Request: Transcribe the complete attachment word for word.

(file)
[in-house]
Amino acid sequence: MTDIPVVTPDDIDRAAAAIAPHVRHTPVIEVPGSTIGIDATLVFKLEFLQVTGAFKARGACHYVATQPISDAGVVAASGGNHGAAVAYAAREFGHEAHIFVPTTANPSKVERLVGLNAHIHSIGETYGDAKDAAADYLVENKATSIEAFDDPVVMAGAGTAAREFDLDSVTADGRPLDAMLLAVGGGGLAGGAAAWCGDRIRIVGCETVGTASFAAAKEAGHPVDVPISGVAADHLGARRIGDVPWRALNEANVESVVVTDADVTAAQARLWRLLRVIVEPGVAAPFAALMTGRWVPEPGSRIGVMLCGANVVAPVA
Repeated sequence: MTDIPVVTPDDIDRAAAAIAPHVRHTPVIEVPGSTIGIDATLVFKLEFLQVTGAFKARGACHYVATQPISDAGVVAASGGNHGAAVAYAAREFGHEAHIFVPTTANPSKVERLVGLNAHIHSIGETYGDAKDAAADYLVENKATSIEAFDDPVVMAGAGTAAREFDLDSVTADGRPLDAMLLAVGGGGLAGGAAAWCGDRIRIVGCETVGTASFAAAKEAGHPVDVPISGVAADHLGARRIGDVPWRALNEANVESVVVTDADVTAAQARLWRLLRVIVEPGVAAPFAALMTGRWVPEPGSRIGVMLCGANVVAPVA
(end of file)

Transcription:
[in-house]
Amino acid sequence: MTDIPVVTPDDIDRAAAAIAPHVRHTPVIEVPGSTIGIDATLVFKLEFLQVTGAFKARGACHYVATQPISDAGVVAASGGNHGAAVAYAAREFGHEAHIFVPTTANPSKVERLVGLNAHIHSIGETYGDAKDAAADYLVENKATSIEAFDDPVVMAGAGTAAREFDLDSVTADGRPLDAMLLAVGGGGLAGGAAAWCGDRIRIVGCETVGTASFAAAKEAGHPVDVPISGVAADHLGARRIGDVPWRALNEANVESVVVTDADVTAAQARLWRLLRVIVEPGVAAPFAALMTGRWVPEPGSRIGVMLCGANVVAPVA
Repeated sequence: MTDIPVVTPDDIDRAAAAIAPHVRHTPVIEVPGSTIGIDATLVFKLEFLQVTGAFKARGACHYVATQPISDAGVVAASGGNHGAAVAYAAREFGHEAHIFVPTTANPSKVERLVGLNAHIHSIGETYGDAKDAAADYLVENKATSIEAFDDPVVMAGAGTAAREFDLDSVTADGRPLDAMLLAVGGGGLAGGAAAWCGDRIRIVGCETVGTASFAAAKEAGHPVDVPISGVAADHLGARRIGDVPWRALNEANVESVVVTDADVTAAQARLWRLLRVIVEPGVAAPFAALMTGRWVPEPGSRIGVMLCGANVVAPVA